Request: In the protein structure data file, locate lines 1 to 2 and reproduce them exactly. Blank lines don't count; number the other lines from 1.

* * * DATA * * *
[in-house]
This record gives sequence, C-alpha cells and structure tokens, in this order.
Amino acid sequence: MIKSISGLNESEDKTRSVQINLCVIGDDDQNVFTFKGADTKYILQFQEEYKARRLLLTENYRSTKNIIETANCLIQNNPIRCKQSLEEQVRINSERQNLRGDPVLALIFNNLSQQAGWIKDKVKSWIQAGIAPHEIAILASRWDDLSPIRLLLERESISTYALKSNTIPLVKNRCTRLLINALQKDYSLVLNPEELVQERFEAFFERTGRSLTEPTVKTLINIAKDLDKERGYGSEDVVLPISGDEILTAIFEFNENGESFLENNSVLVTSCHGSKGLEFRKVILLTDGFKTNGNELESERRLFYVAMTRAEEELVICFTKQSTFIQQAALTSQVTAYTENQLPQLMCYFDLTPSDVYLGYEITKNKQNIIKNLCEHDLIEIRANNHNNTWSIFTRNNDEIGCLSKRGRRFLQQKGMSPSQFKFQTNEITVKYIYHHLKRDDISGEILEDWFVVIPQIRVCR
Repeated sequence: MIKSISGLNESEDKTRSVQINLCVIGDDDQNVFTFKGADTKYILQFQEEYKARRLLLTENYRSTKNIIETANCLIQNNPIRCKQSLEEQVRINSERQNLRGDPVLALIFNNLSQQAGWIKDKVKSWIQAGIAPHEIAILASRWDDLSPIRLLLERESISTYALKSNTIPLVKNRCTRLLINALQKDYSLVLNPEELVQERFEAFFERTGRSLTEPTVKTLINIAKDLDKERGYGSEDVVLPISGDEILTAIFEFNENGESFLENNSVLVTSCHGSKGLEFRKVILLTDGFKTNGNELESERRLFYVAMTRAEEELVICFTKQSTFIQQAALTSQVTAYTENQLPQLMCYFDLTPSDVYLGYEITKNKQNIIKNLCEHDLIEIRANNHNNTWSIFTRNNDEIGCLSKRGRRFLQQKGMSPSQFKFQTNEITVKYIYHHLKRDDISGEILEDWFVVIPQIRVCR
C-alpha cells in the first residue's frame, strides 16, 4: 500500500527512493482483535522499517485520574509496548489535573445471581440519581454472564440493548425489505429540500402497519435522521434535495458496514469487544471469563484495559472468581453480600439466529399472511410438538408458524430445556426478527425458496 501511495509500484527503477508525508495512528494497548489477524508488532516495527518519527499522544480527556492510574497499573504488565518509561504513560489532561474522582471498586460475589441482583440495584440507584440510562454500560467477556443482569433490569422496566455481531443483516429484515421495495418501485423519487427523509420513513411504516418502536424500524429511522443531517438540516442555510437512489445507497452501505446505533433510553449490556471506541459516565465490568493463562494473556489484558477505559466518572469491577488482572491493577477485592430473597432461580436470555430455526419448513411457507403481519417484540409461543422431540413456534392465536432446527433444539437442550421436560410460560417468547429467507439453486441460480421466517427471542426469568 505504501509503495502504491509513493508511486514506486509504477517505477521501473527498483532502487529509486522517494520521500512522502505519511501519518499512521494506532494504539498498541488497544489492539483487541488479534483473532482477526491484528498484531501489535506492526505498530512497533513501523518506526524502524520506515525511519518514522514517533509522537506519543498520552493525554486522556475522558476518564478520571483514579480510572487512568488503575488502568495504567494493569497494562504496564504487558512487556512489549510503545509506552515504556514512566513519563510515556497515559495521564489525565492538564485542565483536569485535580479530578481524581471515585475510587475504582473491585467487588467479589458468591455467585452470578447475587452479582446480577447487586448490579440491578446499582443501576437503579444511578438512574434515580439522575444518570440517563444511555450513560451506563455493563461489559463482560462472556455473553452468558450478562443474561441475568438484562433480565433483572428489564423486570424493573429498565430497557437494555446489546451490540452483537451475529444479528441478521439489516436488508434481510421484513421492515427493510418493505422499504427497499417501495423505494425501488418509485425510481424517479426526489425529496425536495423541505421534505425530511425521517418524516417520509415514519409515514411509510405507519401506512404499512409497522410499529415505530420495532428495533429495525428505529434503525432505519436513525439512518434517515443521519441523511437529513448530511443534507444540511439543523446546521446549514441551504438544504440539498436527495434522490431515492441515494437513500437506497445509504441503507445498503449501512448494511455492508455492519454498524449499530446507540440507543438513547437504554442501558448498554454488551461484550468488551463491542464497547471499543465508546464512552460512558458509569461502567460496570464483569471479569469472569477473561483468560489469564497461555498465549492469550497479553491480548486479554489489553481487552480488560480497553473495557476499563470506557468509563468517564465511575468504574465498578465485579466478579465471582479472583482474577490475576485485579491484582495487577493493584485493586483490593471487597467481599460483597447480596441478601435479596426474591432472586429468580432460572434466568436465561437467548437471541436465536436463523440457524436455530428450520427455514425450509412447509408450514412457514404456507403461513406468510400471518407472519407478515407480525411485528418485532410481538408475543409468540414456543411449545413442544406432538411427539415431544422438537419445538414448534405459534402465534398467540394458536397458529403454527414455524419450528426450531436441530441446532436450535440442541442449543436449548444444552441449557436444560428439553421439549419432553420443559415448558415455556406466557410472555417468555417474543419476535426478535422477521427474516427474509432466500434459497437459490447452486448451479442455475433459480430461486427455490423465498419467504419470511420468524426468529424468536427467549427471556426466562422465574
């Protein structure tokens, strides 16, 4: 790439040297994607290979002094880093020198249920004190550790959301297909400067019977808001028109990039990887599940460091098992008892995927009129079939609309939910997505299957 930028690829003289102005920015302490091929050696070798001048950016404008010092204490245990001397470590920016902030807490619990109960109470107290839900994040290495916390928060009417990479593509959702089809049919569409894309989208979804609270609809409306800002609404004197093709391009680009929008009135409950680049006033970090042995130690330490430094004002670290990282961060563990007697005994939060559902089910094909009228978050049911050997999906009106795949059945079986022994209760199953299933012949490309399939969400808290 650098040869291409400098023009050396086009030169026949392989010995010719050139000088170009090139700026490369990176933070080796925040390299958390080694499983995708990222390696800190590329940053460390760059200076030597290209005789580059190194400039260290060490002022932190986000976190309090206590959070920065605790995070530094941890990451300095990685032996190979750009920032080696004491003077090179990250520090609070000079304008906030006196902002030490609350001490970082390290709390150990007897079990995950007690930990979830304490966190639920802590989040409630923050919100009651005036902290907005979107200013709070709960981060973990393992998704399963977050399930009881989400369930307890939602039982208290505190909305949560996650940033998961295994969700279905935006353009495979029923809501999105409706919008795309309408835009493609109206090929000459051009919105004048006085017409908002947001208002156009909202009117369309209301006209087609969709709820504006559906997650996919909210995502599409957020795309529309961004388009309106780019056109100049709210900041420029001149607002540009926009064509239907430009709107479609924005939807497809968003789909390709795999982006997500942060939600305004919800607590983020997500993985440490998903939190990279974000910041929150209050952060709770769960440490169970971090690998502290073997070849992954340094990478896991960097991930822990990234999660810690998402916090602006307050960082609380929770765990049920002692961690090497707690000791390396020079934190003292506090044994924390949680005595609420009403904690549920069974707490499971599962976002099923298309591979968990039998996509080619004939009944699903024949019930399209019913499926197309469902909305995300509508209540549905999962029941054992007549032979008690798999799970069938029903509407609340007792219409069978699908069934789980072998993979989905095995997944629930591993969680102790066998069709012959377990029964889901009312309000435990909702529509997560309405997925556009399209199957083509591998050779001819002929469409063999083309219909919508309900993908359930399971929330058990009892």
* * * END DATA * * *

[in-house]
This record gives sequence, C-alpha cells and structure tokens, in this order.